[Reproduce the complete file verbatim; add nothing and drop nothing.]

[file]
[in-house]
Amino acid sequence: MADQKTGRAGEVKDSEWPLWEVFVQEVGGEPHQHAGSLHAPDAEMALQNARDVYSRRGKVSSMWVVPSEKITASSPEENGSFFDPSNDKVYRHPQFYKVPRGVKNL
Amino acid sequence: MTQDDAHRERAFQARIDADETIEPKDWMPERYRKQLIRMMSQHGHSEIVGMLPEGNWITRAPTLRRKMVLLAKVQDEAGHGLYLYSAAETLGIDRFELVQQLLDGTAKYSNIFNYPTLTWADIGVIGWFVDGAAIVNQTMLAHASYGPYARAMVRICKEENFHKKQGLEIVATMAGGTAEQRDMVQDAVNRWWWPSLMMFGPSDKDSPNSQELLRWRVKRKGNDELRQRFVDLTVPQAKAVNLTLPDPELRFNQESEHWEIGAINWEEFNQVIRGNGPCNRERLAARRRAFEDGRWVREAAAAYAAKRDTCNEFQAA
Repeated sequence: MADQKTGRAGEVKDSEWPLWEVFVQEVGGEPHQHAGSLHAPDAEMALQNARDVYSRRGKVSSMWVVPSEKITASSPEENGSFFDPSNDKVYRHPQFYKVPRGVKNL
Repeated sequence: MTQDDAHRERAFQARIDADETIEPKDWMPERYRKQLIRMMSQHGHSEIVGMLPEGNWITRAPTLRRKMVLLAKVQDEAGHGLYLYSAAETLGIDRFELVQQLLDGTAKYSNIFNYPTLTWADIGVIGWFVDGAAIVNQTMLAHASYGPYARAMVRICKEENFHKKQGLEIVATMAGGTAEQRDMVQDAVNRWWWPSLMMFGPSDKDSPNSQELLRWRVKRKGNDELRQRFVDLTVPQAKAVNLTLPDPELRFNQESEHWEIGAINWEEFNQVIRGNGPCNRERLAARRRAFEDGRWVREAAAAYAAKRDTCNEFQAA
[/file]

[in-house]
Amino acid sequence: MADQKTGRAGEVKDSEWPLWEVFVQEVGGEPHQHAGSLHAPDAEMALQNARDVYSRRGKVSSMWVVPSEKITASSPEENGSFFDPSNDKVYRHPQFYKVPRGVKNL
Amino acid sequence: MTQDDAHRERAFQARIDADETIEPKDWMPERYRKQLIRMMSQHGHSEIVGMLPEGNWITRAPTLRRKMVLLAKVQDEAGHGLYLYSAAETLGIDRFELVQQLLDGTAKYSNIFNYPTLTWADIGVIGWFVDGAAIVNQTMLAHASYGPYARAMVRICKEENFHKKQGLEIVATMAGGTAEQRDMVQDAVNRWWWPSLMMFGPSDKDSPNSQELLRWRVKRKGNDELRQRFVDLTVPQAKAVNLTLPDPELRFNQESEHWEIGAINWEEFNQVIRGNGPCNRERLAARRRAFEDGRWVREAAAAYAAKRDTCNEFQAA
Repeated sequence: MADQKTGRAGEVKDSEWPLWEVFVQEVGGEPHQHAGSLHAPDAEMALQNARDVYSRRGKVSSMWVVPSEKITASSPEENGSFFDPSNDKVYRHPQFYKVPRGVKNL
Repeated sequence: MTQDDAHRERAFQARIDADETIEPKDWMPERYRKQLIRMMSQHGHSEIVGMLPEGNWITRAPTLRRKMVLLAKVQDEAGHGLYLYSAAETLGIDRFELVQQLLDGTAKYSNIFNYPTLTWADIGVIGWFVDGAAIVNQTMLAHASYGPYARAMVRICKEENFHKKQGLEIVATMAGGTAEQRDMVQDAVNRWWWPSLMMFGPSDKDSPNSQELLRWRVKRKGNDELRQRFVDLTVPQAKAVNLTLPDPELRFNQESEHWEIGAINWEEFNQVIRGNGPCNRERLAARRRAFEDGRWVREAAAAYAAKRDTCNEFQAA